Although President Obama's proposed FY2017 budget recommends a 6.1 percent increase for the Social, Behavioral, and Economic Sciences arm of the NSF, it is not likely that this budget will be approved in the current Congress. The prospect is flat funding. Even that is a victory of sorts. There has been an active congressional effort to sharply reduce NSF's social science funding; an effort that has, to date, been successfully challenged by a broad coalition of science organizations and research universities. Many readers will have joined in the push back.

The AAPSS has played its part--sponsoring congressional briefings, promoting issues of The ANNALS germaine to current policy debates, and in continuing to celebrate the legacy of a remarkable scholar, public intellectual and working politician through the Daniel Patrick Moynihan Lecture on Social Science and Public Policy. To end my comment on a happy note: This year's Moynihan Prize winners, Ron Haskins and Belle Sawhill, both of the Brookings Institution, will give a public lecture on Capitol Hill in May and subsequently publish their remarks in The ANNALS. Ron and Belle exemplify the Academy's mission-quality research put to use in the policy process.

For the first time in nearly 40 years, imprisonment patterns in the United States are shifting. Overcrowding in California's prisons, for example, has forced the state to reduce its prison population and enact a controversial new law called "Public Safety Realignment." This law requires California to supervise many of its offenders at the county level, rather than the state level.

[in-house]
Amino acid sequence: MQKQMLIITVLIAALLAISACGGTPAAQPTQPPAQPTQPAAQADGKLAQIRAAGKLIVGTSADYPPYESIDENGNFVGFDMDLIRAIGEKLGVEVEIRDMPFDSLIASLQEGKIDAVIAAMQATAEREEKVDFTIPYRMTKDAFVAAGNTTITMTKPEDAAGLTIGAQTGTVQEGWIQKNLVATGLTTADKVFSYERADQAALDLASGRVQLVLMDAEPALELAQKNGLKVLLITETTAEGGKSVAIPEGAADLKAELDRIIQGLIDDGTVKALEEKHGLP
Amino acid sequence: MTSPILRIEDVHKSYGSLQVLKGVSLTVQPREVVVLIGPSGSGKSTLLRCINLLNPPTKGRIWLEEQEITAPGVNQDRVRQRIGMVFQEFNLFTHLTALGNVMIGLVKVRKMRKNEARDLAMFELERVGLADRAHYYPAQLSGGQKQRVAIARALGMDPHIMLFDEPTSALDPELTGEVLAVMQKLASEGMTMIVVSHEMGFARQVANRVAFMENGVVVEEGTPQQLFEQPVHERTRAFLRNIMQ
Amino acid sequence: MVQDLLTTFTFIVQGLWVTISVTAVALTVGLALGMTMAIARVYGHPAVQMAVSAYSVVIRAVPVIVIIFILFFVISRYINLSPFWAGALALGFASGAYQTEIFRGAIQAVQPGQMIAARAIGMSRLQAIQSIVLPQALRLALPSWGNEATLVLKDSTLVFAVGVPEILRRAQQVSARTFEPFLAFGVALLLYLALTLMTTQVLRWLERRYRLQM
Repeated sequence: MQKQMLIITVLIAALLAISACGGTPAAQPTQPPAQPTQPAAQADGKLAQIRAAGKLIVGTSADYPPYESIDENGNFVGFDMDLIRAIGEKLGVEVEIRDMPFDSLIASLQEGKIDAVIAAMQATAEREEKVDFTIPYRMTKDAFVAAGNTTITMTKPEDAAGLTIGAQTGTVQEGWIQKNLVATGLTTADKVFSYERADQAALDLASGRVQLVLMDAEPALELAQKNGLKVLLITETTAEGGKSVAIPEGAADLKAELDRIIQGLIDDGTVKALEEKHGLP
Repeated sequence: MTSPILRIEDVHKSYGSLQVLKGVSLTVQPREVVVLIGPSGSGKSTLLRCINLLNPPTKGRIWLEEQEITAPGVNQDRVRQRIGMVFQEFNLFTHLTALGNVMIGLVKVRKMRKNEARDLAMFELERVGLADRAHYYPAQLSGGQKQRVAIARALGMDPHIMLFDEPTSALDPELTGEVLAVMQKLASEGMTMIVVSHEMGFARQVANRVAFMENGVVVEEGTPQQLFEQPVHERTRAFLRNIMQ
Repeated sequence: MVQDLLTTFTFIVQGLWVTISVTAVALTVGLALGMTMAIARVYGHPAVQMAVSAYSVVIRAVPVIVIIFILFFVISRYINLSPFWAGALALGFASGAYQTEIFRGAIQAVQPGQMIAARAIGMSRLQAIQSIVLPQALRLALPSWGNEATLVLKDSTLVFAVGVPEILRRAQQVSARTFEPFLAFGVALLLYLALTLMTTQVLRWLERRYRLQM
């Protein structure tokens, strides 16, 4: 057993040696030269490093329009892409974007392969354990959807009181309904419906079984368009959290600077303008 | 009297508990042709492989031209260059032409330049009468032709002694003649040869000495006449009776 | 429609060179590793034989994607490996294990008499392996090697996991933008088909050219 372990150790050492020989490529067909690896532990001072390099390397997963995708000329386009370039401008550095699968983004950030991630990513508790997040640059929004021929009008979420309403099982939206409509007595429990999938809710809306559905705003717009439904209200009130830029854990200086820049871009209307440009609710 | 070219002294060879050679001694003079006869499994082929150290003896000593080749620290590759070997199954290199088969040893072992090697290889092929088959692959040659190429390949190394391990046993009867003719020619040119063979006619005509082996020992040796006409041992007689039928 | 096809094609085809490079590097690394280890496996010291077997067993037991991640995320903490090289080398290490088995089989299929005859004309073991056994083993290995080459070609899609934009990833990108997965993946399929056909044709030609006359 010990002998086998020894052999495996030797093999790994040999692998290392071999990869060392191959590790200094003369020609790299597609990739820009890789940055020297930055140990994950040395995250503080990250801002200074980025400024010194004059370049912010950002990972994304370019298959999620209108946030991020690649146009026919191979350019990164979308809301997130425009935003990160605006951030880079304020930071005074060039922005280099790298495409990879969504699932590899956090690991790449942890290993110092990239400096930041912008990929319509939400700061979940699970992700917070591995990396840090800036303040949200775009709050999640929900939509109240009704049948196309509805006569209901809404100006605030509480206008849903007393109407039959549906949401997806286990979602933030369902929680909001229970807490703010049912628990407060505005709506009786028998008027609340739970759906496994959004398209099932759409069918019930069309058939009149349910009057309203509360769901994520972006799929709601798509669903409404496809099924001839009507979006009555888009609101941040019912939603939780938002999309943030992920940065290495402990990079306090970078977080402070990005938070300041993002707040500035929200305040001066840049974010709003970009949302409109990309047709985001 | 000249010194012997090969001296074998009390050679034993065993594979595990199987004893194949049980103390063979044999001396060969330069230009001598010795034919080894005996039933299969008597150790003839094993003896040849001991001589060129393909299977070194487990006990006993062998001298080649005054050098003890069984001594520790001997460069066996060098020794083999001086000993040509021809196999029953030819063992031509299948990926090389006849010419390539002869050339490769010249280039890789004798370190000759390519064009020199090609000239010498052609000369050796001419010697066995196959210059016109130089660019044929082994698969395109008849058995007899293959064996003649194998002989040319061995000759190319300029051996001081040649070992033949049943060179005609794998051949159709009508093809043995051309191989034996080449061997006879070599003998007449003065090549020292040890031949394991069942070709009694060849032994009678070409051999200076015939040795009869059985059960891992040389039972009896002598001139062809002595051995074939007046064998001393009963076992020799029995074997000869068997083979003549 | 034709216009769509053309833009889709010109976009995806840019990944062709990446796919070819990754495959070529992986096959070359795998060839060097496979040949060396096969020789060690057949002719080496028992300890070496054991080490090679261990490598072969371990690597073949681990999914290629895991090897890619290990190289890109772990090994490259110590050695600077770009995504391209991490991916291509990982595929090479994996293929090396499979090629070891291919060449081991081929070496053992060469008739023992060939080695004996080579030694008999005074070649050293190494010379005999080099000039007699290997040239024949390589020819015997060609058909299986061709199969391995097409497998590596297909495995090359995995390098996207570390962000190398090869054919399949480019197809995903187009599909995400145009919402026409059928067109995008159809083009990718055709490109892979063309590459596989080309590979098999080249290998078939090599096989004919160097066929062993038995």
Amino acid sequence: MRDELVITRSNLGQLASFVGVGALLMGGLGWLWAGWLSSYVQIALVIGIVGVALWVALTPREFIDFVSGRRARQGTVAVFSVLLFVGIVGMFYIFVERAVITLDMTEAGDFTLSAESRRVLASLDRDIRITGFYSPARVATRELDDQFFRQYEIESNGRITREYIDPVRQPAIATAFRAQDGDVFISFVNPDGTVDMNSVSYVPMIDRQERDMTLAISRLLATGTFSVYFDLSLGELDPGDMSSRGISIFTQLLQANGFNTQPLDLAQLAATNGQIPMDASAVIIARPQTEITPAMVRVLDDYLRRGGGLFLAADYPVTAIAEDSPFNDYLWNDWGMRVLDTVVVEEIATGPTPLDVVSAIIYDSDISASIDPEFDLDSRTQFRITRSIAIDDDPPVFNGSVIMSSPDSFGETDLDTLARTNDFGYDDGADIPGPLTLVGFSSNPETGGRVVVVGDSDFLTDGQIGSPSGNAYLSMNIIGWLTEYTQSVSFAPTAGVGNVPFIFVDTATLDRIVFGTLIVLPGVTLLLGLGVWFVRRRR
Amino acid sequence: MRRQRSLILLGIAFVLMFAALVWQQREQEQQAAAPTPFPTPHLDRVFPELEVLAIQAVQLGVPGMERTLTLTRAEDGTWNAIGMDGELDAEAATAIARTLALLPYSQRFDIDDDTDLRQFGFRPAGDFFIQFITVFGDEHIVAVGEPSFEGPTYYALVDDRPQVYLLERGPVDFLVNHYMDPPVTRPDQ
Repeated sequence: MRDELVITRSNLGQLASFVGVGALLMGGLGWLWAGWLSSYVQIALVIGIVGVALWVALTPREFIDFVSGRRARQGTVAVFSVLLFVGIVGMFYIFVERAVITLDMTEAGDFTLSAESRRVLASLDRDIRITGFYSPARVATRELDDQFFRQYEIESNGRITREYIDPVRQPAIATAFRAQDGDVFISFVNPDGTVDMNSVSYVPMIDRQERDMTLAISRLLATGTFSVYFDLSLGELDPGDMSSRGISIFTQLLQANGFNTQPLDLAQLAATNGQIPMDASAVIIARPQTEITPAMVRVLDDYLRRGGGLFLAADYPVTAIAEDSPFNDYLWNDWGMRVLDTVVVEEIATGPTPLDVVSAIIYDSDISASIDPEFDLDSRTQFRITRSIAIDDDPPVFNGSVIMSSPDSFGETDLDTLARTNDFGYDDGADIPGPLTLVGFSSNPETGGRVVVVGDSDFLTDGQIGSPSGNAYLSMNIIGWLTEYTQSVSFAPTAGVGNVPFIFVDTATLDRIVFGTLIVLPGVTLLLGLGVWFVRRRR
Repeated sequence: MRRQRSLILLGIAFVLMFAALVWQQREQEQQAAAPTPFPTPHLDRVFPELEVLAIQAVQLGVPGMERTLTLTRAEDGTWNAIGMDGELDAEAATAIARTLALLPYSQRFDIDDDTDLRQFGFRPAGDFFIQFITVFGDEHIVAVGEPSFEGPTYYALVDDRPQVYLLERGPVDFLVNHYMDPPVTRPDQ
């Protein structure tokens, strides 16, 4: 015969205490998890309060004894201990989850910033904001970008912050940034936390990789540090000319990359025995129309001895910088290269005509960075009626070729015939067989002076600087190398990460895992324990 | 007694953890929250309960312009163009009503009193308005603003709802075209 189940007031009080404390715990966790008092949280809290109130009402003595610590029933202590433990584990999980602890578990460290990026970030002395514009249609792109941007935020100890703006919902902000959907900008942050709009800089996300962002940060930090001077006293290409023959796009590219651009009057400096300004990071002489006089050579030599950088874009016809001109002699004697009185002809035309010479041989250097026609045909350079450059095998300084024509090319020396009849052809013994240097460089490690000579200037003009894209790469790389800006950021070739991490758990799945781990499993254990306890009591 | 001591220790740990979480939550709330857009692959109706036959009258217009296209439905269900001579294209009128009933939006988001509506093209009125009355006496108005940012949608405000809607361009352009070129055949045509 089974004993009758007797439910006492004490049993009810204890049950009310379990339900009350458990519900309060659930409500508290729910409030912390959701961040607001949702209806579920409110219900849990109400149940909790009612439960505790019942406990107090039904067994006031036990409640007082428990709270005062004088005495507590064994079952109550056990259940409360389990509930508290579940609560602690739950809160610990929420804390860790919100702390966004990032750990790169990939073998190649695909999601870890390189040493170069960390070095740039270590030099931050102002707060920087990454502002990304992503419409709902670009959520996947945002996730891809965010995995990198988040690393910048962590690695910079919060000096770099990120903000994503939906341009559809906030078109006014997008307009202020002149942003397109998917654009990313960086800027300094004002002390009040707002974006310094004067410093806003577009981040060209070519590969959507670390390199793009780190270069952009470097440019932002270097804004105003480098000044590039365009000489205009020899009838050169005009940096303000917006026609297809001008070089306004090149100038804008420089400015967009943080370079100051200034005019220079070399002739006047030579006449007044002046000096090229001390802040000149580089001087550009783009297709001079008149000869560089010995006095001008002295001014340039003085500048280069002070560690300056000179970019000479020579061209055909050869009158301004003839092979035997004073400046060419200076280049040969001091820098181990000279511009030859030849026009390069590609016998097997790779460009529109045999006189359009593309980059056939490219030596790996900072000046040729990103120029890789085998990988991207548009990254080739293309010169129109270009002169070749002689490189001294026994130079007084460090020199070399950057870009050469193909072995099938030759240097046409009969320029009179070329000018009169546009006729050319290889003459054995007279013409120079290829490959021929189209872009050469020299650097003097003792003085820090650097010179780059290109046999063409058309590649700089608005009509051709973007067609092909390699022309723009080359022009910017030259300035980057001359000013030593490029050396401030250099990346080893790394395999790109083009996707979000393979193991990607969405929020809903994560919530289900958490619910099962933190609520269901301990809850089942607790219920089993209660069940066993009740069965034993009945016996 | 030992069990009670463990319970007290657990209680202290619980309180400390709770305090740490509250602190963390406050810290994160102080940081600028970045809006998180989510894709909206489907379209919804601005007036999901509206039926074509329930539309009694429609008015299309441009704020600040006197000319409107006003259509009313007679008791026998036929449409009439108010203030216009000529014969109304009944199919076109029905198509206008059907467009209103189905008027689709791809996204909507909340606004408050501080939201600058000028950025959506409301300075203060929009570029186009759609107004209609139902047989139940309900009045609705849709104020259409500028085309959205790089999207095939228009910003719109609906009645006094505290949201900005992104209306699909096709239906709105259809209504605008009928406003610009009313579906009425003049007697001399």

In the March volume of  The ANNALS, special editors Charis Kubrin and Carroll Seron bring together an inter-disciplinary group of scholars who research prisons, mass incarceration, and related policies to examine the origins of the prison overcrowding crisis, the diffusion and translation of law and policy reform, the impact of prison downsizing on the criminal justice system, and the future of decarceration.  Read more.

And coming up in the May 2016 volume of The ANNALS, special editors Christopher Wildeman, Sara Wakefield, and Hedwig Lee gather scholars to look at how mass incarceration affects the family members of those who are "doing time." 
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Volume 17, February 2016
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February 29, 2016:  A Webinar on California Prison Realignment

Please join the AAPSS and the  Sentencing Project  for a webinar highlighting the key findings of the March 2016 volume of The ANNALS, "The Great Experiment: Realigning Criminal Justice in California and Beyond." Volume contributors Margo Schlanger of the University of Michigan, Ryken Grattet of the University of California-Davis, and Magnus Logstrom of the Public Policy Institute of California will be presenting their research on Realignment as well as its implications. Marc Mauer, Executive Director of the Sentencing Project, will be the moderator. Click  here  to participate.